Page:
Deep Bench: Navigating a mental illness conversation in new relationships

(WZAW) -- When you're in a relationship and one of you has a mental illness, it can sometimes add pressure or create frustration.

Even the most developed relationships struggle, but what about new ones?

Judy Lemke, a licensed professional counselor with Behavioral Health Clinic in Wausau joined the Deep Bench on NewsChannel 7 at 4 on Thursday.

While a new relationship is exciting, it can bring worries to those who are beginning one, who live with a mental illness.

"We want to present ourselves our best, and mental illness plays a very important role and so that debate about when to share that information is very important to figure out, whether this person is going to be supportive of you," Lemke explained.

She added that there's no 'one answer fits all' about bringing up your mental illness in the very beginning, even on the first date.

"Timing isn't as important as making sure that you are not intentionally withholding that information because you're afraid to share it," she said. "Because as we know, there's no reason to be ashamed of mental illness."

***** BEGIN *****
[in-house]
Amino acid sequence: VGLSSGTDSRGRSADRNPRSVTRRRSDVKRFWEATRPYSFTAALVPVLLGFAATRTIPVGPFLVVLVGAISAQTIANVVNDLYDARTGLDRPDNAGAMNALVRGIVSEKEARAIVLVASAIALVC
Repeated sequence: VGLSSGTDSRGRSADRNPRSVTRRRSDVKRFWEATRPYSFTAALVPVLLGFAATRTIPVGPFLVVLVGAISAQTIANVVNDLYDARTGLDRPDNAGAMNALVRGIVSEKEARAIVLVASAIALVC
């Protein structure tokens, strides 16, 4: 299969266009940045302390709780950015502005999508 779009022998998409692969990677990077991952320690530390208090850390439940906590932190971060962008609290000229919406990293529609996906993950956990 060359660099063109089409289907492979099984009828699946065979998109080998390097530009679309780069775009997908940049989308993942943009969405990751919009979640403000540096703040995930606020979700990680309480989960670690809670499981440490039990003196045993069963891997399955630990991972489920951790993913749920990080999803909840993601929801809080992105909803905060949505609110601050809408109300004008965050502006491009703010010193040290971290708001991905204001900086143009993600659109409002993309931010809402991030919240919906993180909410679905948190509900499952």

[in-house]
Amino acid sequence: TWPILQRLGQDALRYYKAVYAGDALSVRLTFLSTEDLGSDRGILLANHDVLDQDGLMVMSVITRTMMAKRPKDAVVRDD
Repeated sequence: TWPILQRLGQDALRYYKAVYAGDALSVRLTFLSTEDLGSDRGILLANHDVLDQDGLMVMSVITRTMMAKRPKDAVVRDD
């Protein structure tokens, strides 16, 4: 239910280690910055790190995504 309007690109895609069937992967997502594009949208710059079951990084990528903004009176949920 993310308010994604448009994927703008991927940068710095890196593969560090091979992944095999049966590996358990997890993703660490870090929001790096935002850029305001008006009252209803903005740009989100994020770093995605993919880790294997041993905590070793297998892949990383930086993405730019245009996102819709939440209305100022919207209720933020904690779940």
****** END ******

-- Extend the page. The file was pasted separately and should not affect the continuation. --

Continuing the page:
Lemke said there's a three step process she encourages people to take. The first is the process talk. "There's something I'd like to share with you that's kind of uncomfortable. I'm not sure that you will understand, but I'd like you to listen.

The second step is to share only what you're comfortable with. She said to be specific about what your mental illness is and what those symptoms are for you and even give a couple examples of how mental illness impacts your life.

The third part is to be specific about how that person can best support you. "Obviously communication is a big key."

She said when developing a new relationship, things can turn onto different paths. Either the person will be comfortable and supportive, or they will be uncomfortable and end the relationship.

"The third one is they may say they are comfortable, but over time they may make a slow fade out of your life," Lemke added.